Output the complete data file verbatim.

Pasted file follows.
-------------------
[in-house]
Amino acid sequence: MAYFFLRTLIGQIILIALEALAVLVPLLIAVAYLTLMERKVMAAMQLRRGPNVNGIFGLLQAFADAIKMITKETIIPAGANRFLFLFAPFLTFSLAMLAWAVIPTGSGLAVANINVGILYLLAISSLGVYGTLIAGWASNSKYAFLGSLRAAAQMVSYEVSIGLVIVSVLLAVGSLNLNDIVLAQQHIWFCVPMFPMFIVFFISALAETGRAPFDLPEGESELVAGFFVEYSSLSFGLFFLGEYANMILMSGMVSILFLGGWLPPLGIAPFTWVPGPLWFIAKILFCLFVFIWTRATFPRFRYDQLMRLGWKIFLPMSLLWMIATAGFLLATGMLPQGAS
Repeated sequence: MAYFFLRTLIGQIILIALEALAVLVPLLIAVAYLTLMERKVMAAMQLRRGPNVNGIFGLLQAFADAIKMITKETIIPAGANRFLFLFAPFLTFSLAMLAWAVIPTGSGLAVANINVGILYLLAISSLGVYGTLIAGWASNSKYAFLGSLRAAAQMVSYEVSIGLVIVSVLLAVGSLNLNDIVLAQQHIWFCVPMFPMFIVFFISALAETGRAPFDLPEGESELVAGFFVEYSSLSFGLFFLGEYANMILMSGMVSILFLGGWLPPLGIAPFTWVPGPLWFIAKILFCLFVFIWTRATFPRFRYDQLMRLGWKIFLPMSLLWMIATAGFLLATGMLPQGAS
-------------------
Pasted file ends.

[in-house]
Amino acid sequence: MAYFFLRTLIGQIILIALEALAVLVPLLIAVAYLTLMERKVMAAMQLRRGPNVNGIFGLLQAFADAIKMITKETIIPAGANRFLFLFAPFLTFSLAMLAWAVIPTGSGLAVANINVGILYLLAISSLGVYGTLIAGWASNSKYAFLGSLRAAAQMVSYEVSIGLVIVSVLLAVGSLNLNDIVLAQQHIWFCVPMFPMFIVFFISALAETGRAPFDLPEGESELVAGFFVEYSSLSFGLFFLGEYANMILMSGMVSILFLGGWLPPLGIAPFTWVPGPLWFIAKILFCLFVFIWTRATFPRFRYDQLMRLGWKIFLPMSLLWMIATAGFLLATGMLPQGAS
Repeated sequence: MAYFFLRTLIGQIILIALEALAVLVPLLIAVAYLTLMERKVMAAMQLRRGPNVNGIFGLLQAFADAIKMITKETIIPAGANRFLFLFAPFLTFSLAMLAWAVIPTGSGLAVANINVGILYLLAISSLGVYGTLIAGWASNSKYAFLGSLRAAAQMVSYEVSIGLVIVSVLLAVGSLNLNDIVLAQQHIWFCVPMFPMFIVFFISALAETGRAPFDLPEGESELVAGFFVEYSSLSFGLFFLGEYANMILMSGMVSILFLGGWLPPLGIAPFTWVPGPLWFIAKILFCLFVFIWTRATFPRFRYDQLMRLGWKIFLPMSLLWMIATAGFLLATGMLPQGAS